Audra (Unabridged Chick)'s Reviews > The Storytelling Animal: How Stories Make Us Human

The Storytelling Animal by Jonathan Gottschall
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's review
May 17, 12

bookshelves: books-on-books, favorites, human-evolution
Read from May 13 to 17, 2012

I loved Gottschall from the first line of this book; I quickly saw he was a book fan geeking out about how awesome fiction is and I cheerfully followed along.

I'm always going to fangirl over books on books -- I can't help it. I love readers and I love reading about reading. Gottschall takes joy in not just reading, but all forms of storytelling, from country music songs to commercials and films. He examines how fiction -- storytelling -- helps us individually and globally.

Trivia fans will love this book because it is chock full of tidbits to toss out at your next party or family gathering (for example, a 2009 study showed more people were scarred by scary films than real world horrors like 9/11 or the Rwandan genocide.) Gottschall's writing style is casual, funny, friendly, and approachable and he references contemporary and classic fictions. He breaks down scientific studies on neurons, behavior, emotions and offers a trenchant and funny argument in support of fiction in all its forms.

In addition to being a great read for anyone who likes fiction and doesn't mind a dip into popular non-fiction, I think this would make a unique book club pick. Breezy readable, this book celebrates what we all love about storytelling, and provides great themes and ideas to chew and discuss. Gift this book for the bookish college grad in your life or the light reader who needs a nudge to pick up a novel because page 66 offers a very good reason why: "In one study, they [researchers] found that heavy fiction readers had better social skills -- as measured by tests of social and empathetic ability -- than those who mainly read nonfiction." Novel readers rejoice: we're awesome.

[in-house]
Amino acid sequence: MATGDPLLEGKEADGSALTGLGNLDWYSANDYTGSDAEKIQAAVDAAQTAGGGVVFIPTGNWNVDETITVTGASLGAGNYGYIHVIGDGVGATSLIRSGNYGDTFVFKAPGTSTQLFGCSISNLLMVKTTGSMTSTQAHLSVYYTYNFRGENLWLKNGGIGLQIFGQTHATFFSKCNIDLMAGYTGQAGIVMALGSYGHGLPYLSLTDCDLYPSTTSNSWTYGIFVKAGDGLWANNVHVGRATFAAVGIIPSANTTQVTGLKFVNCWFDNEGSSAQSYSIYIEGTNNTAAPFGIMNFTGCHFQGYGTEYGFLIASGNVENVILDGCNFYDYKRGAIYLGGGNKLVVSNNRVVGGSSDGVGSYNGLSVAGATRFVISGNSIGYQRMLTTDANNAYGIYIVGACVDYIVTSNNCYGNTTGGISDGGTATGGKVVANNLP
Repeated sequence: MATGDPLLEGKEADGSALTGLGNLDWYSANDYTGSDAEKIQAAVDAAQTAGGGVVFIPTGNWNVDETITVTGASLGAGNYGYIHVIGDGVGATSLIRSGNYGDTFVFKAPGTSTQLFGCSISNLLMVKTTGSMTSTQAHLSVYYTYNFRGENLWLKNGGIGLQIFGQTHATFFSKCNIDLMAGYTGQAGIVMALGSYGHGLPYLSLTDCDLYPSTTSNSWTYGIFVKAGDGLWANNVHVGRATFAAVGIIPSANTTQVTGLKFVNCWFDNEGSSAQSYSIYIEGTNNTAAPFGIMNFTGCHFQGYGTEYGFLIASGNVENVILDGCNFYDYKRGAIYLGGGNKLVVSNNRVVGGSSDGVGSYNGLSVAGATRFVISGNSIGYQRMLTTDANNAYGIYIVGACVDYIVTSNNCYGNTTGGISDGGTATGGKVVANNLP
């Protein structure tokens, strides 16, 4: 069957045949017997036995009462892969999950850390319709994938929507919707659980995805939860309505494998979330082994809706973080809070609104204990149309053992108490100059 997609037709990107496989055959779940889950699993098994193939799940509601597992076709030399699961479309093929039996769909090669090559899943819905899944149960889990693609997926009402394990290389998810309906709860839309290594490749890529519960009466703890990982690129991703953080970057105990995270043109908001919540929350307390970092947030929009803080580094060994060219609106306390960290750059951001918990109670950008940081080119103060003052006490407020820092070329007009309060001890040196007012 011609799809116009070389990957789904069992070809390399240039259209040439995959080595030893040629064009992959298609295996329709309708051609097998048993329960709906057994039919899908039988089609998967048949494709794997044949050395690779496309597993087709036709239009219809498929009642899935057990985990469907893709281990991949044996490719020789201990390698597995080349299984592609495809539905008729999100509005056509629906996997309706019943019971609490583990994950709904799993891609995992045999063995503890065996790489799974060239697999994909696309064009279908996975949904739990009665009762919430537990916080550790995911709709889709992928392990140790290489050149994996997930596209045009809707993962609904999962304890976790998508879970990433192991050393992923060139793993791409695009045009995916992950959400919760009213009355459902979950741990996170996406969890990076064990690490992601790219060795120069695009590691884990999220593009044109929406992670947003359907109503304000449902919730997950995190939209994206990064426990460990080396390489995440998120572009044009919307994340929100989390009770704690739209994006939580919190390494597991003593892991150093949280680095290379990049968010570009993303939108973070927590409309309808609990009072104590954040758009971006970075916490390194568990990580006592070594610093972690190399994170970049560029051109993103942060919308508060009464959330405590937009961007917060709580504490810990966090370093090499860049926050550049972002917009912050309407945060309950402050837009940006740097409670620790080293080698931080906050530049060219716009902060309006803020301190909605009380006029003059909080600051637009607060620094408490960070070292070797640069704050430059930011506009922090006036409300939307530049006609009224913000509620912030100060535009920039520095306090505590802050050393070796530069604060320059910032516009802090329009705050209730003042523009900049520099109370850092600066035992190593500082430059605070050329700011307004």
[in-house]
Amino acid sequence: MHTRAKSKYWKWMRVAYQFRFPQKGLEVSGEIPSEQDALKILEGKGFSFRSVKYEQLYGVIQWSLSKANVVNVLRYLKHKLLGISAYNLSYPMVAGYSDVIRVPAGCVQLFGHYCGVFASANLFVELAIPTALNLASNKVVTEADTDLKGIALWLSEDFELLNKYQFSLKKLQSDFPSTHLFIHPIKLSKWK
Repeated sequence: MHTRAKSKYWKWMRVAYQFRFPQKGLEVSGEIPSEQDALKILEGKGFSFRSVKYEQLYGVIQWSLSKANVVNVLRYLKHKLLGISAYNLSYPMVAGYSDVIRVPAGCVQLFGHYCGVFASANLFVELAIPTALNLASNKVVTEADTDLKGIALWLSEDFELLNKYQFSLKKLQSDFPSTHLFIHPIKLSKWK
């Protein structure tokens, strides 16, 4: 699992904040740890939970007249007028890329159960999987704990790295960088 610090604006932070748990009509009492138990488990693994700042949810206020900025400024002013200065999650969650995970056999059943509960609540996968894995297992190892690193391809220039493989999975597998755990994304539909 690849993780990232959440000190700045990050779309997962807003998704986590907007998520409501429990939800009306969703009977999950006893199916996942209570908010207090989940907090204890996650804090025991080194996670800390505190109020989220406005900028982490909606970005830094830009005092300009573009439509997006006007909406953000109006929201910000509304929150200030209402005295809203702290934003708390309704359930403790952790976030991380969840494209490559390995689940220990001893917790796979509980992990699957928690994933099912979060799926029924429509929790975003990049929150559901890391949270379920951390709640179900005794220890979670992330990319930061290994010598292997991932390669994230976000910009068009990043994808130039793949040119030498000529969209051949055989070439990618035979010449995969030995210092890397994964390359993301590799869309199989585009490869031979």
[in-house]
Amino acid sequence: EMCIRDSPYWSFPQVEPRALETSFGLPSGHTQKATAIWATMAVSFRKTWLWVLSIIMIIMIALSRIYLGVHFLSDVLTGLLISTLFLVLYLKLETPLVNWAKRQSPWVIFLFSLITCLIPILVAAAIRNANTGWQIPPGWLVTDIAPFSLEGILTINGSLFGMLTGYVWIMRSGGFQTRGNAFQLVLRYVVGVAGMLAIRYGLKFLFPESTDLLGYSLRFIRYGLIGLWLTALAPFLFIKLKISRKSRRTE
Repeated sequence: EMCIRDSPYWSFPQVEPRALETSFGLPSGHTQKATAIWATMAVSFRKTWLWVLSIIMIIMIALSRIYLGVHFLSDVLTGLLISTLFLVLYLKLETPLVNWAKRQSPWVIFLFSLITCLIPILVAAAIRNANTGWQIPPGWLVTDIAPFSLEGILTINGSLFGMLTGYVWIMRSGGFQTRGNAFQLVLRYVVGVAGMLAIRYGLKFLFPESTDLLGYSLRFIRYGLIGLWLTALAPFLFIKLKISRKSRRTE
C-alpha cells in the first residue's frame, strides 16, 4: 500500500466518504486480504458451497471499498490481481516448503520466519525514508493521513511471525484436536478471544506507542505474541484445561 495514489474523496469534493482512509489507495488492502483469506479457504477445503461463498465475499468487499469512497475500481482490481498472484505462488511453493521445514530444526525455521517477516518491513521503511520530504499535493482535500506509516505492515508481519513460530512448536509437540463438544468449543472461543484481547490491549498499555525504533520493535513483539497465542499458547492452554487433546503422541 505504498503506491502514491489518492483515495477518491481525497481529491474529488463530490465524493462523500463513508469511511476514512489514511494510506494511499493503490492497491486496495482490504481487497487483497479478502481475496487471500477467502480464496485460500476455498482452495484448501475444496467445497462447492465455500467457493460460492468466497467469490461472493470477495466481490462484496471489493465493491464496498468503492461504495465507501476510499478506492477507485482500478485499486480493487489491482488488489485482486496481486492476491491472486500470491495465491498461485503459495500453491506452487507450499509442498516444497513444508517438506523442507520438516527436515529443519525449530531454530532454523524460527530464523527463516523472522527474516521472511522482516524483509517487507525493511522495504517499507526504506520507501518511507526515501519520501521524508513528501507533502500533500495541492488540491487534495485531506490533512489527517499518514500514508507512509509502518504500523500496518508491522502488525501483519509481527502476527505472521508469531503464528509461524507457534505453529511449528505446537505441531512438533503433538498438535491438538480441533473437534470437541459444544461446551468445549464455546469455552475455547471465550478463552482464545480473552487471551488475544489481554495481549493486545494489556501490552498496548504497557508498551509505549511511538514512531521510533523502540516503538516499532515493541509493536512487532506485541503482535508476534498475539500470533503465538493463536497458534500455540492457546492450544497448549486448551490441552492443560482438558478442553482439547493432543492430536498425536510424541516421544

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Comments (showing 1-3 of 3) (3 new)

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message 1: by Moira (new) - added it

Moira Russell ....ooh.

Audra (Unabridged Chick) I know, right?! The title grabbed me; I'm not even sure I actually know the guy's basic premise. I'm reviewing it in May!

message 3: by Moira (new) - added it

Moira Russell Audra (Unabridged Chick) wrote: "I know, right?! The title grabbed me; I'm not even sure I actually know the guy's basic premise. I'm reviewing it in May!"

I was just reading in the Vonnegut bio about how apparently one of his discarded master's theses was about the binding power of storytelling - argggh if I had the hard copy on my desk I could flip to it, but not sure where it is in the Kindle ed. Ah, the future. - But I find the idea that stories serve an evolutionary purpose, and a moral humanizing one too, very interesting. Vonnegut's kid gets into this too in his memoir - "Art is not extras." It's quite a good passage.

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